The Minotaur’s Son & other wild tales is a collection of short quirky stories. Hmmm, perhaps “quirky” is an understatement, or perhaps the wrong word completely. It might be easier just to give you the gist of the stories and you will get the idea.
The first story, The Siren Call finds the ghost of five-year dead teenager, Jacob Fletcher, sitting on a fisherman’s roof by the sea talking to a cat and a bat. Yes, I did say cat and bat. The teenager, despite frantic attempts from his father and two lifeguards to save him, drowned five years ago in the sea. He is trapped in this limbo state because his body was never recovered. As you can imagine life has become a tad boring for a teenage ghost who spends his time sitting on a roof and talking to a cat and bat. So, he is more than a little interested when a mermaid approaches him from the sea with a mesmerising offer.
I’m willing to bet with the second story “Chuck Montana in the Twenty-Second Century”, Ansbro is having a stab at William Shatner’s portrayal of Captain Kirk from Star trek and Austin Powers. Either way it is an hilarious story that will have you laughing right from the first paragraph.
Just as I thought that the entire collection was going to be full of stories of magical realism and science fiction, I should have remembered the saying, never judge a book by its cover as Ansbro delivers a third story that is a sad reminder of appreciation and tolerance for our aging parents.
“The Minotaur’s Son”, feels like it has come from the imagination of Guillermo del Toro, and is a wonderful, fantastical tale, again with a parable type lesson.
“The Show-off” seems to be an anecdotal story about the kind of person I think we have all met at a party. I am burning to find out more about this one.
The longest of the stories, “A Matter of Honour”, is perhaps my favourite of the collection. This love story set in the aftermath of the Crimean War would make a brilliant full-length novel. The Charge of the Light Brigade, the Nightingales, this story was made for me and has a beautiful poignant ending.
The antics of the three main characters, Om, Kabir and Sanjay will have you in hysterics as they kidnap the maharaja’s favourite concubine and hold her for ransom in “The Concubine and the Postman”.
“Extinction” is the story of a planet that has heated up to the extent that it can no longer support life. Hmmm. The last alien alive has a ship containing the last embryos of its species and is heading off on a Hail-Mary mission to a planet in another solar system that is capable of sustaining life. The planet’s name, Earth. This one almost seems like the uber refugee story. You have to smile when the alien eventually makes it to Earth and has trouble breathing because of the high levels of carbon dioxide in the air. But the smiles disappear come the ending.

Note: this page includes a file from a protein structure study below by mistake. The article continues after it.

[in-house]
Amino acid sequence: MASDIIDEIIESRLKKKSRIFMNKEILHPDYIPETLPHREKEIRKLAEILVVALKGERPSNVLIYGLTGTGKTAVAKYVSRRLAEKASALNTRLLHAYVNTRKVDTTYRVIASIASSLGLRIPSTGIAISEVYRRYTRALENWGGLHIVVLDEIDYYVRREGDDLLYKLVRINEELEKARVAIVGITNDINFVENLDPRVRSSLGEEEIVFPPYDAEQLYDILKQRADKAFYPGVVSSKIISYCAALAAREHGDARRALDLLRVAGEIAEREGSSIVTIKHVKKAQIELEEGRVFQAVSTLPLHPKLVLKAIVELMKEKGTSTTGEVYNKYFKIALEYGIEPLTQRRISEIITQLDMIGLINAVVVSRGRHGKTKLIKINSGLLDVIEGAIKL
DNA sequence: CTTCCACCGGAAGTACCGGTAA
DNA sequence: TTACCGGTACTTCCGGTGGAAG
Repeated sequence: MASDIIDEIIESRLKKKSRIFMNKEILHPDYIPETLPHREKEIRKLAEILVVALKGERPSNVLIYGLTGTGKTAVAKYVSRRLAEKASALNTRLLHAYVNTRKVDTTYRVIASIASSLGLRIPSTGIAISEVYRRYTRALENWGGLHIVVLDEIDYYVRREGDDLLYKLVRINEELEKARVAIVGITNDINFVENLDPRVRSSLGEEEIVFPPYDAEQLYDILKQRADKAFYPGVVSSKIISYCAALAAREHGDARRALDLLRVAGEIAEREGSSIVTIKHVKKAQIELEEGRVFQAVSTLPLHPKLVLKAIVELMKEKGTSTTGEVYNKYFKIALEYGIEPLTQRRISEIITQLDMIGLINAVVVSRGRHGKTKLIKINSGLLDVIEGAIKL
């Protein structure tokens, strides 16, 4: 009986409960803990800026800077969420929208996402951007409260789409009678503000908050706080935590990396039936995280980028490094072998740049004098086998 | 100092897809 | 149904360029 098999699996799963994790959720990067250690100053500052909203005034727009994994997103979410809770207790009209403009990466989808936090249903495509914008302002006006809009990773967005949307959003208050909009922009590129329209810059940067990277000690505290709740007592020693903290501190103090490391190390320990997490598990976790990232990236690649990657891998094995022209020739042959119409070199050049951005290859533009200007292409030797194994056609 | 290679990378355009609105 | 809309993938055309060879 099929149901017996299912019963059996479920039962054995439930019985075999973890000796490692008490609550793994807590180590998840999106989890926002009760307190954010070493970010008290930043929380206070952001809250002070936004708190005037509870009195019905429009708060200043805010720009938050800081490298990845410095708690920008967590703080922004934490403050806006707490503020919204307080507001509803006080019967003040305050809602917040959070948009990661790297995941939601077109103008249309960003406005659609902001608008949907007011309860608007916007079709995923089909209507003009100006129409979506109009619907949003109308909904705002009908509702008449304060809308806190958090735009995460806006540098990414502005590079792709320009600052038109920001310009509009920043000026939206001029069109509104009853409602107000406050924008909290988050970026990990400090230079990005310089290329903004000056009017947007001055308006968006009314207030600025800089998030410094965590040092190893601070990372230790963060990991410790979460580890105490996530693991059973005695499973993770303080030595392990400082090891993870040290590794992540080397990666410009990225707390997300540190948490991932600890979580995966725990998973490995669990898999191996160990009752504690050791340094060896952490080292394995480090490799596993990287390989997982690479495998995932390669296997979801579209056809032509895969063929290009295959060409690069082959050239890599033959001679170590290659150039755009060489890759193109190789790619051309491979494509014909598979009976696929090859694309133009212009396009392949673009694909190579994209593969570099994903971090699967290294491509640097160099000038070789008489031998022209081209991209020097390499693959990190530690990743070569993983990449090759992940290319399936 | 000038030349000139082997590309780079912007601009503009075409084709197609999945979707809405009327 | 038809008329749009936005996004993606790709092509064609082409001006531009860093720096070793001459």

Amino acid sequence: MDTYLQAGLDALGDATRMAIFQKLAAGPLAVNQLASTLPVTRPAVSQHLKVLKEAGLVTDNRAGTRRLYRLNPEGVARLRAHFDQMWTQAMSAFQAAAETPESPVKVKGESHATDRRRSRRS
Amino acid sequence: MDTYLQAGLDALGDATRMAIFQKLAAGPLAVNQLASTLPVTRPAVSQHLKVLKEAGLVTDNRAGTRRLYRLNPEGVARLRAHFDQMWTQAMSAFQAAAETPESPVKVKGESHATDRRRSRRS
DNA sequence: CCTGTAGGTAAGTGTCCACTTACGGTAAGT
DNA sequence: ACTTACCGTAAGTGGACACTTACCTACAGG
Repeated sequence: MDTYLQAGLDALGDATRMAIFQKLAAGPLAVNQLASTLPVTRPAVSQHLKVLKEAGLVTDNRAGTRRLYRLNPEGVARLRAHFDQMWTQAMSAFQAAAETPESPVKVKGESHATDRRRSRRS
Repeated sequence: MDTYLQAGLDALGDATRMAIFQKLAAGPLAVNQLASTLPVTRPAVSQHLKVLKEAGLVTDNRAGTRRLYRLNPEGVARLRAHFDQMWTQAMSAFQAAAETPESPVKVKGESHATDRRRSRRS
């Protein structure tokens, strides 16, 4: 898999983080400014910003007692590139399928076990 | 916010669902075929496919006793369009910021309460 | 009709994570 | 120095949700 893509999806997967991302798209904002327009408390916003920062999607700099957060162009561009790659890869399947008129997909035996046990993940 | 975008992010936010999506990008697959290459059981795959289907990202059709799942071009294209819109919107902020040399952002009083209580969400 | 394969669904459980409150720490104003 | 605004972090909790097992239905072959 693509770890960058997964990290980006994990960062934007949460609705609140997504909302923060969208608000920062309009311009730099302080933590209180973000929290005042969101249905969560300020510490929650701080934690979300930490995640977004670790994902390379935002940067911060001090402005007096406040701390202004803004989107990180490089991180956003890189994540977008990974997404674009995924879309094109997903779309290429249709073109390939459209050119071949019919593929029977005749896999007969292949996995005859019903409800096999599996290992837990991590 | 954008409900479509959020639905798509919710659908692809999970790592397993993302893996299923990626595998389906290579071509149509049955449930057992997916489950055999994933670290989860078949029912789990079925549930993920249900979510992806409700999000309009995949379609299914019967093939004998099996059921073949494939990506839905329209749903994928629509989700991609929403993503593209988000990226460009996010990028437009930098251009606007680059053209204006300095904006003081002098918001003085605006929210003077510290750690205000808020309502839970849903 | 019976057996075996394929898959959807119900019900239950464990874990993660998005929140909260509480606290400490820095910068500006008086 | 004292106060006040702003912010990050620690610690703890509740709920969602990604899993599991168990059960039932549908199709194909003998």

“Brian the Bigot” contains easily the most odious character in the collection, oh but his actions and offensive attitude towards, well, just about everything, make for some great laughs. Especially the way he treats his customers. He’s homophobic, he’s racist. He’s sexist, he’s the complete package. Once again this one ends with a wicked, evil twist.
The rest of the stories take the reader to Ancient Greece, Modern day Japan, Africa in the seventeenth century, Ireland, and Kansas with “Dorothy in Oz”. So many different locations but they all share wonderful stories.
Most of the stories contain the same humour and clever twists at the end, and many read like a parable with an important message gifted to the reader upon conclusion. They also all contain Ansbro’s lovely metaphorical writing style. He also has a knack for placing the right adjective in a sentence to make it pop. In fact, I may as well just say it, he writes beautifully. If you like flowing descriptive writing, as I do, then you will love the stories regardless of content. Well that may be a bit of a stretch, but not by much.
I was hoping that this collection was going to be a nice read, easy and light so I could just give it a three or four star rating and then people would think that I have not been swayed by friendship, but the simple fact of the matter is that this wonderful collection deserves a five. The writing is superb, the stories are a joy to read and cover so many topics and genres. In fact. the only quibble I have is that it could have had a couple of more stories. Congratulations on a wonderful book Kevin, I will be reading all your work. 5 stars!
This is Kevin's fourth novel and it is going up on the 2019 favourites of the year page.
Kevin was born of Irish parents, and has lived in Malaysia and Germany: His formal education was at Hamond's Grammar School in Swaffham, and at the Norfolk College of Arts and Technology.
Normally, I leave a link here to an interview with the author talking about the book, but Kevin has graciously accepted my invite to an interview and I will post it as soon as I have it all organised.